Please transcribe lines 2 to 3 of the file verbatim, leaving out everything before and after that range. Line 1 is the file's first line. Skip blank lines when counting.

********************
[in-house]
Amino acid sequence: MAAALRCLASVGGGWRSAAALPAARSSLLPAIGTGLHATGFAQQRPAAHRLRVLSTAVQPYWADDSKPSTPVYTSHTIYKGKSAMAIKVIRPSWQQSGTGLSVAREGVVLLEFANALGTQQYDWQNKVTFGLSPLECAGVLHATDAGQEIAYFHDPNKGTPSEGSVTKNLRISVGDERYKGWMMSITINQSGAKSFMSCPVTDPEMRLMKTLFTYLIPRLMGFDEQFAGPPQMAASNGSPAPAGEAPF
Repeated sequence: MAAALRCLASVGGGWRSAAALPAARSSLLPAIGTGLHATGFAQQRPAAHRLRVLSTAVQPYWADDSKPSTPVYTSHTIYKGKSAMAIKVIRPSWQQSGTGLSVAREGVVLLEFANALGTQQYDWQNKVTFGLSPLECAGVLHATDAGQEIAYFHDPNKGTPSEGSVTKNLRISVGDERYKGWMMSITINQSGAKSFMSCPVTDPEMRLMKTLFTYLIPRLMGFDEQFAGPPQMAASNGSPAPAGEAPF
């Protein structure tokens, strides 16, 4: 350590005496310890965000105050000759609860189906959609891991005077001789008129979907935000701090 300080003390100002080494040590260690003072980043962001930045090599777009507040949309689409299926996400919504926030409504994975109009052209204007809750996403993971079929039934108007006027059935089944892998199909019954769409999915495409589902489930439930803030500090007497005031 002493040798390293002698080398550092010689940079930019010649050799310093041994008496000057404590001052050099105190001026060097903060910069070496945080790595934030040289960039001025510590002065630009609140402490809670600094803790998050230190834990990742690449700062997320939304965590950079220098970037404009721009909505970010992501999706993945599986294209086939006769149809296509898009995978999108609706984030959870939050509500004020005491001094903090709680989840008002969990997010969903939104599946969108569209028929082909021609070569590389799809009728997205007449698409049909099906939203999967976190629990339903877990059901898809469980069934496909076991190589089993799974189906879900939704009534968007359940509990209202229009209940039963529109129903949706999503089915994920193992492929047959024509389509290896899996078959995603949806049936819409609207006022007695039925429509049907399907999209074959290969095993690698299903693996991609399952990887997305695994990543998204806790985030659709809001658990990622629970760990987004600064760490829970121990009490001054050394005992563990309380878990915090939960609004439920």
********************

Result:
Amino acid sequence: MAAALRCLASVGGGWRSAAALPAARSSLLPAIGTGLHATGFAQQRPAAHRLRVLSTAVQPYWADDSKPSTPVYTSHTIYKGKSAMAIKVIRPSWQQSGTGLSVAREGVVLLEFANALGTQQYDWQNKVTFGLSPLECAGVLHATDAGQEIAYFHDPNKGTPSEGSVTKNLRISVGDERYKGWMMSITINQSGAKSFMSCPVTDPEMRLMKTLFTYLIPRLMGFDEQFAGPPQMAASNGSPAPAGEAPF
Repeated sequence: MAAALRCLASVGGGWRSAAALPAARSSLLPAIGTGLHATGFAQQRPAAHRLRVLSTAVQPYWADDSKPSTPVYTSHTIYKGKSAMAIKVIRPSWQQSGTGLSVAREGVVLLEFANALGTQQYDWQNKVTFGLSPLECAGVLHATDAGQEIAYFHDPNKGTPSEGSVTKNLRISVGDERYKGWMMSITINQSGAKSFMSCPVTDPEMRLMKTLFTYLIPRLMGFDEQFAGPPQMAASNGSPAPAGEAPF